In the first part of this blog post, we shared tips to curb barking. Read on to find out more ways to curb the problem barking in your dogs.
- Determine why Fido is barking.
There is an underlying reason as to why Fido is barking and you have to find it out. He may be feeling out of place, is hurt, or he may be telling you a message. You’ll need to be patient and observant so you can determine what your puppy’s behavior is telling you.
- Use sound.
Your dog may be barking because of some frightening sound he hears in his environment including other people’s voice or other dogs barking around. Block these out by using music that will make him calm down. You can also use his favorite cartoon show like Scooby Doo so his focus will be taken away from the noise.
- Remove the stimulus.
Your dog may be barking because he is getting a view of other dogs passing by your house through your windows. If that’s the case, maybe it’s time to put some curtains or blinds. You also have the option of keeping your dog out of the problem room. In addition, you can keep him out of the places where he’s not allowed through the gates of your home. If your dog’s reason for barking is loneliness due to being isolated, maybe it’s time you bring him to doggie daycare or get him a new friend.
- Evaluate your own expectations.
You may have brought your dog home because he is super cute and you’re thinking and hoping that he will play with the kids when they’re awake and in the mood for playing and sleep for the rest of the day. But your expectations may not be met.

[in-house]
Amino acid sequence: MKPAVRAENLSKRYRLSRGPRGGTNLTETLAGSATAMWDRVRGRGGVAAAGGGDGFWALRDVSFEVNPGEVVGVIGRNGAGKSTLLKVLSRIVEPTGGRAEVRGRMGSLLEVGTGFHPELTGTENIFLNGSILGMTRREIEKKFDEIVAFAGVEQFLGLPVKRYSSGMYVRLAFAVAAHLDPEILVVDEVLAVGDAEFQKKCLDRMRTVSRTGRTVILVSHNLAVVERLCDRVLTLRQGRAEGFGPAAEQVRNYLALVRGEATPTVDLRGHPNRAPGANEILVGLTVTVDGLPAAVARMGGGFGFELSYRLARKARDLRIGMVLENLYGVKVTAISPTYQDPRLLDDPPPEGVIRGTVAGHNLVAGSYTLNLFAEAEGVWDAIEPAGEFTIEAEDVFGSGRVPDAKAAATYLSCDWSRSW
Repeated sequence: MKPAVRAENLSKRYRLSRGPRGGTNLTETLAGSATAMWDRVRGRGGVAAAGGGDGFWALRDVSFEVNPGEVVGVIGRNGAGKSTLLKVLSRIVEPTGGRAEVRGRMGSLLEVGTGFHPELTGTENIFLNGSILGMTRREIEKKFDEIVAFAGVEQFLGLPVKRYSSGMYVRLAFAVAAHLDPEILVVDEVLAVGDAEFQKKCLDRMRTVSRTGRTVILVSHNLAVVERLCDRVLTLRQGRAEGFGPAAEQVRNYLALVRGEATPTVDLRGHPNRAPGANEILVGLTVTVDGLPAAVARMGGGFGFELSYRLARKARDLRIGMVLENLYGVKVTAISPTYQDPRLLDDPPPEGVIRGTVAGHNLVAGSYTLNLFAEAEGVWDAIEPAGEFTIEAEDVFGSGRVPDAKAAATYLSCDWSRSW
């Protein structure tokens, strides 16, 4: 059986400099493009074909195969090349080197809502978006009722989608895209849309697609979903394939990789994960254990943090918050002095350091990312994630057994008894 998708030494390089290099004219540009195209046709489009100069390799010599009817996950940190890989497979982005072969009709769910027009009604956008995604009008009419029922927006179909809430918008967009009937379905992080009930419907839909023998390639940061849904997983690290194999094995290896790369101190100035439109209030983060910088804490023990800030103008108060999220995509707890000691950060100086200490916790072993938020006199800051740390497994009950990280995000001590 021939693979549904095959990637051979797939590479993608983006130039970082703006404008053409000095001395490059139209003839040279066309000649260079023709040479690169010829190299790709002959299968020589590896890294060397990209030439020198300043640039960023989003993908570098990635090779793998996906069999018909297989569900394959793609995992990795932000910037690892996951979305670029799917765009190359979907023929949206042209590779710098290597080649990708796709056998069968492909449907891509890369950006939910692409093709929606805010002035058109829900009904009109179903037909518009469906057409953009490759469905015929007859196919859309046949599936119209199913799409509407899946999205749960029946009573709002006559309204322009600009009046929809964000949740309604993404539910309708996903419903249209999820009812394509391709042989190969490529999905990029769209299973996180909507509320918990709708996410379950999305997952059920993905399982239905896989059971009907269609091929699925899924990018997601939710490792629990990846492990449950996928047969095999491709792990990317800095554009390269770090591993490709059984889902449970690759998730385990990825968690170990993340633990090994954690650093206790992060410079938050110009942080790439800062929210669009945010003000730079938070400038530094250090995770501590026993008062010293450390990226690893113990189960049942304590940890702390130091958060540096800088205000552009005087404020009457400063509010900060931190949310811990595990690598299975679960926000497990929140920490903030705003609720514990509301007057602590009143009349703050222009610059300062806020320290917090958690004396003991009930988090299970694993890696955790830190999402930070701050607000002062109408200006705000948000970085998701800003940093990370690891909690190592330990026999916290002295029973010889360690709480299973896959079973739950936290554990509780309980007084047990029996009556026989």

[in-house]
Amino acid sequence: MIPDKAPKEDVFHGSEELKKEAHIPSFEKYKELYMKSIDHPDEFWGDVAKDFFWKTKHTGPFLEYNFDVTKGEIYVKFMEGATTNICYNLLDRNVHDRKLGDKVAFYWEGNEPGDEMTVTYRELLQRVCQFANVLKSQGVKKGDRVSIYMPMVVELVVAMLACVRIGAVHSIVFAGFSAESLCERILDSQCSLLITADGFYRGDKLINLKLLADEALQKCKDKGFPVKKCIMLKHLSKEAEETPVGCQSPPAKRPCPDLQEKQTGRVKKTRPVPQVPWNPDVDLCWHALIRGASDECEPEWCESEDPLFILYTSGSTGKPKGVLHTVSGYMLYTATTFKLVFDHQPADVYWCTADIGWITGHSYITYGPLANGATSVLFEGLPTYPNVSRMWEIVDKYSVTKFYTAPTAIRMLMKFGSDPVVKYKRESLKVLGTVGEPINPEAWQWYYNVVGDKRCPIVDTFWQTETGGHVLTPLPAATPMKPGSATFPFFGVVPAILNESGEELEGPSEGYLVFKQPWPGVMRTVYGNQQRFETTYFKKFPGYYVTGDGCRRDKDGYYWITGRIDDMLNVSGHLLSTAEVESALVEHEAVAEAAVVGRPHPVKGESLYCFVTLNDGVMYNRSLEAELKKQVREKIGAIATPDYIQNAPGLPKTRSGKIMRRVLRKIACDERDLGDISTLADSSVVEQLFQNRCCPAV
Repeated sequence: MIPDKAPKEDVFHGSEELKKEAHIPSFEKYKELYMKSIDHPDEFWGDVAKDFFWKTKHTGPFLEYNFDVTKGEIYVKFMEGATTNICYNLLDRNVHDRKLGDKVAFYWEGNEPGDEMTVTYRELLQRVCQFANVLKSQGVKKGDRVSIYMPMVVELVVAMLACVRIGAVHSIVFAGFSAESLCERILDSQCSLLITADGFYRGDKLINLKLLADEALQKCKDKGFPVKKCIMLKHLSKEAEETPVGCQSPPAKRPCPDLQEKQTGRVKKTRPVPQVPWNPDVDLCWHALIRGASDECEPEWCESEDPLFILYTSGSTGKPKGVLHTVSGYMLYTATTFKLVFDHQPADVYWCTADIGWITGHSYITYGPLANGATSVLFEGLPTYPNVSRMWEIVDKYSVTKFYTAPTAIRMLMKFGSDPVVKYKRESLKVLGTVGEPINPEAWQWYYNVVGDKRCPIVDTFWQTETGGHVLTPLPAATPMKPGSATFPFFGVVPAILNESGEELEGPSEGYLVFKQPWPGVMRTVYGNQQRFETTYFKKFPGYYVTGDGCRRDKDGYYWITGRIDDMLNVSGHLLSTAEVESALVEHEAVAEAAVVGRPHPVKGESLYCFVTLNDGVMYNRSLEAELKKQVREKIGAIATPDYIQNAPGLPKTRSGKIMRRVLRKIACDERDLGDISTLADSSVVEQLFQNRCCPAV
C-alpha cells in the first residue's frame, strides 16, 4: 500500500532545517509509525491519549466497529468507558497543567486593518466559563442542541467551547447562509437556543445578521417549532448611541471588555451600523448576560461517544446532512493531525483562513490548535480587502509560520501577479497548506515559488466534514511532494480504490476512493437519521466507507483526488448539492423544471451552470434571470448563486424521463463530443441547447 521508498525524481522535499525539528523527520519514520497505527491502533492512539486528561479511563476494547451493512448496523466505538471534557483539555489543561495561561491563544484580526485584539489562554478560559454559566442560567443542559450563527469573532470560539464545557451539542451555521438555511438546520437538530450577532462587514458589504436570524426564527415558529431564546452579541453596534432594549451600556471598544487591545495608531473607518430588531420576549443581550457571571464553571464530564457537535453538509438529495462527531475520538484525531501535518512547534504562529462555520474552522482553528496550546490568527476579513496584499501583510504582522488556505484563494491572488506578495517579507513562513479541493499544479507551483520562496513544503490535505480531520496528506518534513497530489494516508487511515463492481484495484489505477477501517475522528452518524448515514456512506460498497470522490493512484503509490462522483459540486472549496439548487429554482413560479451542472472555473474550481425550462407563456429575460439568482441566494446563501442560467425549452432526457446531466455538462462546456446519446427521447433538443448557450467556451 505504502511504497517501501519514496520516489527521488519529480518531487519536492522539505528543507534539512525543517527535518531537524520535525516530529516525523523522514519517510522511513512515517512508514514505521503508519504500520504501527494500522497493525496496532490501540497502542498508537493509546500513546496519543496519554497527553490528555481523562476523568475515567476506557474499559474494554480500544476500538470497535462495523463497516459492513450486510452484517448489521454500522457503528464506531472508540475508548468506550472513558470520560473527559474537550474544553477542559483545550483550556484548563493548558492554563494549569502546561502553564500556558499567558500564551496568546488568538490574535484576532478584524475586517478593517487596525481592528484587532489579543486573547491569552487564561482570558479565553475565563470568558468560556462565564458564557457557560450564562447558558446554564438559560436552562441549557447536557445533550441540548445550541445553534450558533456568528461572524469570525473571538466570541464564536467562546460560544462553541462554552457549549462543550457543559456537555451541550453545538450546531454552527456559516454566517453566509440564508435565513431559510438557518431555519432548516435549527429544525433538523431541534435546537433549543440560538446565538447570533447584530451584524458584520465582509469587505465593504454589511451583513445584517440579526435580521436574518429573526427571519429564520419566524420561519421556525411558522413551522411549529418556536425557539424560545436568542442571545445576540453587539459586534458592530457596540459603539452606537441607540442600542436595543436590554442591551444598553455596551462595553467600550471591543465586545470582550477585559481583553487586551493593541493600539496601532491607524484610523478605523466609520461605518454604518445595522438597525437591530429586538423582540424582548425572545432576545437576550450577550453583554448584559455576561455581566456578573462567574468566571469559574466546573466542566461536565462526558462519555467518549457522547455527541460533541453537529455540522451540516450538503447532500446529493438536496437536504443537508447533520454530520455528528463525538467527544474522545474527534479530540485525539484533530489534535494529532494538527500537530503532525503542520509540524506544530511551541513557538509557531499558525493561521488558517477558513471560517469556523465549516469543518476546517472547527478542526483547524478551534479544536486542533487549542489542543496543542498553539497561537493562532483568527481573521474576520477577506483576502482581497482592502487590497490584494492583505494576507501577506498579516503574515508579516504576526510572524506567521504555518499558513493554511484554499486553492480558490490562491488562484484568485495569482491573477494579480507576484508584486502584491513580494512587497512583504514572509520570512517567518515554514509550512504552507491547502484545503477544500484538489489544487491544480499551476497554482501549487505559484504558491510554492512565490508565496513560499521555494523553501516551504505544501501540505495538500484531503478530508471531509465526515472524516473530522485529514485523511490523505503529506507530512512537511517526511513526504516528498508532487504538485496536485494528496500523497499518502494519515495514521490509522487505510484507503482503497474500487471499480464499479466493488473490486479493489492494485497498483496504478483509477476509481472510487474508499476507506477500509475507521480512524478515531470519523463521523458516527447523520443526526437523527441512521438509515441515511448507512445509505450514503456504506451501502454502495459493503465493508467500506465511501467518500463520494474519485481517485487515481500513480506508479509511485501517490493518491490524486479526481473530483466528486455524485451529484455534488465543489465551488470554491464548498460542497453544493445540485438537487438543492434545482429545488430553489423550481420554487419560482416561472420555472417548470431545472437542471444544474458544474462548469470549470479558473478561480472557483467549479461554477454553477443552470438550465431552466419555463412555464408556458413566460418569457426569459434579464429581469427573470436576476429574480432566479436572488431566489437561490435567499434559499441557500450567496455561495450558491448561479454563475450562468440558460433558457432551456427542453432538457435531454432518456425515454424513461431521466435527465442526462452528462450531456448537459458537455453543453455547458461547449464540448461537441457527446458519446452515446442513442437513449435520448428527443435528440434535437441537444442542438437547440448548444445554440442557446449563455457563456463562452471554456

Let us tell you a story. Fido started barking all night long when everybody was in their bed sleeping. Fido was bored and feeling anxious and what he wanted to do is spend time with his dog parents and family. So when he woke everyone up and his family can’t handle his excessive barking any longer, he was let out in the backyard even if it’s still the middle of the night. He barked restlessly awakening the entire neighborhood. The results were a sleep-deprived and angry family and sleep-deprived and really unhappy neighbors. Because of this, Fido’s family is considering getting rid of him.
From this story, we learn that if you don’t have the time to spend with a dog and you can’t give Fido the attention he needs from you, then don’t adopt him just because he’s cute. You’ll only do more harm than good so be sure to have realistic expectations when adopting a pup.
- Ask for help from a professional.
If all else fails, seek the help of a professional in dealing with your dog’s disappointing behavior. Dog trainers are experts in this field and will be happy to work with you and Fido. Ask around from dog loving families and friends or inquire from local pet stores. They may know reliable dog trainers and can recommend them to you.
Important Note on Bark Collars
Bark collars do not work for the following reasons.
- Dogs build a resistance to the shock induced by bark collars or to the squirt coming from the collars’ citronella. When you remove the collar to start training Fido using treats as reinforcement, you may have a hard time due to his motivation threshold being higher than normal.
- Bark collars do not address the reasons why your dog may be barking, including boredom, loneliness, anxiety, and others.
- When other dogs in the area bark loudly, it can cause the collar to squirt citronella or shock your dog. When you speak loudly or when you shout, it can also do the same thing, which doesn’t benefit your dog in any way.